Even if the climate change model of the United Nations Environment Programme (UNEP)/World Meteorological Organization (WMO) Intergovernmental Panel on Climate Change (IPCC) is the accepted model, the IPCC model itself is evolving at such a rapid rate that any economic projections based on it are outdated in no more than five years. The 2001 IPCC data used to create most current climate change models and to extrapolate economic projections was already out of date before the spring 2008 IPCC report updated the data and created a model synthesized from the competing models. As the data and modeling of climate change evolves, the economic projections based on them evolve, making the economic projections less reliable because their assumptions and infinite variables are built on the changing assumptions and variables of climate change models that are themselves evolving.
Variables include policy and regulatory shifts, population growth and densities, the pace and type of climate changes, agricultural and forestry losses, changes in governments, changes in regional alliances, wars, damage from catastrophic storms, the impact of climate change on human health, technological change, utility costs, changes in energy use and generation, savings from efficiency improvements, and water shortages. Modeling these variables is made even more daunting by the need to project the range of potential changes in these quantifications and then amalgamate them into a coherent economic model that itself rests on the range of projected quantifications of the evolving climate change models. Additionally, any projection becomes outdated if massive policy changes are introduced. If, for example the four major greenhouse gas (GHG) emitters, the United States, China, Russia, and India, adopted the Kyoto Protocol, the costs of adoption, estimated at $350 billion (2001-10) if Kyoto was universally accepted, would have to be integrated into future economic projections. These future economic projections would then have be readjusted once the climate change models were remodeled integrating the universal acceptance of Kyoto or another policy shift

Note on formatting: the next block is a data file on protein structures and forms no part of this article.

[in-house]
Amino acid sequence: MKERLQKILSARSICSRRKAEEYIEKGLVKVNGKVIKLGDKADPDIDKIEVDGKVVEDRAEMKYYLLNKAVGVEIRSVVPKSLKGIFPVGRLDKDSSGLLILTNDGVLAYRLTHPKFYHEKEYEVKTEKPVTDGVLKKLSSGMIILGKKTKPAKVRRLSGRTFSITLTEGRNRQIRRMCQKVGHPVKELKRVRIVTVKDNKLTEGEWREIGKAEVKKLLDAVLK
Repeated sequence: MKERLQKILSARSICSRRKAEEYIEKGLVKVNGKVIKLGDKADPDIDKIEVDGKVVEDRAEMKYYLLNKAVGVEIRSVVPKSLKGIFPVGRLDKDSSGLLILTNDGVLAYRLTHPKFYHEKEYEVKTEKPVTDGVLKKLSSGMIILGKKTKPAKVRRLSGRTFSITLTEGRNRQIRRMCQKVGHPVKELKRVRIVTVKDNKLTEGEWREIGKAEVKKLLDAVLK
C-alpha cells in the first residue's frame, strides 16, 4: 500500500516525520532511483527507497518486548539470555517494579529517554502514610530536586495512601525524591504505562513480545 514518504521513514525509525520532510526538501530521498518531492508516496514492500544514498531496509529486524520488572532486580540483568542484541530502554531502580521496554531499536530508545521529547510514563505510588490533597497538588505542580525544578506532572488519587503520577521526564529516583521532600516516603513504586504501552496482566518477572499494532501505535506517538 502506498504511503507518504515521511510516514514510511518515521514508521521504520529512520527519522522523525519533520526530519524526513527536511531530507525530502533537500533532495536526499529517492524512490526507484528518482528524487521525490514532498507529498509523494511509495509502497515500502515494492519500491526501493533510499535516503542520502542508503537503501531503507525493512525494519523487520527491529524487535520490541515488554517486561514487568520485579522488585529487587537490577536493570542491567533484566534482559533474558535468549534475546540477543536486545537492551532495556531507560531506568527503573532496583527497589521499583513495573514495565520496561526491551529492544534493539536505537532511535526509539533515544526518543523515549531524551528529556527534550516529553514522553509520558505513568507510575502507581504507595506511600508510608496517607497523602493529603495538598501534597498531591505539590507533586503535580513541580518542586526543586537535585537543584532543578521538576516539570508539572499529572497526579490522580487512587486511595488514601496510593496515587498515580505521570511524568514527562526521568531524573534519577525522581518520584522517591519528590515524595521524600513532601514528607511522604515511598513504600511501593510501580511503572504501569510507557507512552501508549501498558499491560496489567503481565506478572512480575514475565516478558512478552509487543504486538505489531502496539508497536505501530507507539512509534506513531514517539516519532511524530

Another challenge in projecting the economic impact of climate change or in affecting climate change is that there is no standard format for making these projections. Some of the studies use annual projections, some five-year projections, some decade projections, some 100-year projections, and some 200-year projections. The longer the projections, the more assumptions must be made to create the projections, making the projections more subject to variances in the original projection and, thus, less reliable. This difficulty is seen in the competing projections of impact and mitigation based on the 2001 IPCC data and correlative climate change models.
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